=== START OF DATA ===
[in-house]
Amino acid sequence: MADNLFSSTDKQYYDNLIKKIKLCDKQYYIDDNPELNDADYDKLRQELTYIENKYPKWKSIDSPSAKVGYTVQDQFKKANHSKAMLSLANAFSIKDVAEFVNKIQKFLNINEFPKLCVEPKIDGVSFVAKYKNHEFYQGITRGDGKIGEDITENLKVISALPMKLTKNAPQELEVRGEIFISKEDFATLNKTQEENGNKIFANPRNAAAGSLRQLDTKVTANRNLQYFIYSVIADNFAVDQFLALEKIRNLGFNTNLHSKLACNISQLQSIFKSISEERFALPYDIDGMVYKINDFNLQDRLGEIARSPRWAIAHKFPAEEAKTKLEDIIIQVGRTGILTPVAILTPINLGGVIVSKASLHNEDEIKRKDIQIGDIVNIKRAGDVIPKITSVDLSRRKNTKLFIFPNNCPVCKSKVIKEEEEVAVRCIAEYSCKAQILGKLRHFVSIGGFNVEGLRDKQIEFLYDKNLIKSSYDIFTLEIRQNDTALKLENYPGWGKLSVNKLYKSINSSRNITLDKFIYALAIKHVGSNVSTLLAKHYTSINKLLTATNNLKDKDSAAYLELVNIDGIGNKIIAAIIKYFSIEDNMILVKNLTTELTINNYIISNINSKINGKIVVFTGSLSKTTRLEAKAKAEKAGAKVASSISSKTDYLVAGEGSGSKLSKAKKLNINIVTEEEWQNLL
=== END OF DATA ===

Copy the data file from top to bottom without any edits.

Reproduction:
[in-house]
Amino acid sequence: MADNLFSSTDKQYYDNLIKKIKLCDKQYYIDDNPELNDADYDKLRQELTYIENKYPKWKSIDSPSAKVGYTVQDQFKKANHSKAMLSLANAFSIKDVAEFVNKIQKFLNINEFPKLCVEPKIDGVSFVAKYKNHEFYQGITRGDGKIGEDITENLKVISALPMKLTKNAPQELEVRGEIFISKEDFATLNKTQEENGNKIFANPRNAAAGSLRQLDTKVTANRNLQYFIYSVIADNFAVDQFLALEKIRNLGFNTNLHSKLACNISQLQSIFKSISEERFALPYDIDGMVYKINDFNLQDRLGEIARSPRWAIAHKFPAEEAKTKLEDIIIQVGRTGILTPVAILTPINLGGVIVSKASLHNEDEIKRKDIQIGDIVNIKRAGDVIPKITSVDLSRRKNTKLFIFPNNCPVCKSKVIKEEEEVAVRCIAEYSCKAQILGKLRHFVSIGGFNVEGLRDKQIEFLYDKNLIKSSYDIFTLEIRQNDTALKLENYPGWGKLSVNKLYKSINSSRNITLDKFIYALAIKHVGSNVSTLLAKHYTSINKLLTATNNLKDKDSAAYLELVNIDGIGNKIIAAIIKYFSIEDNMILVKNLTTELTINNYIISNINSKINGKIVVFTGSLSKTTRLEAKAKAEKAGAKVASSISSKTDYLVAGEGSGSKLSKAKKLNINIVTEEEWQNLL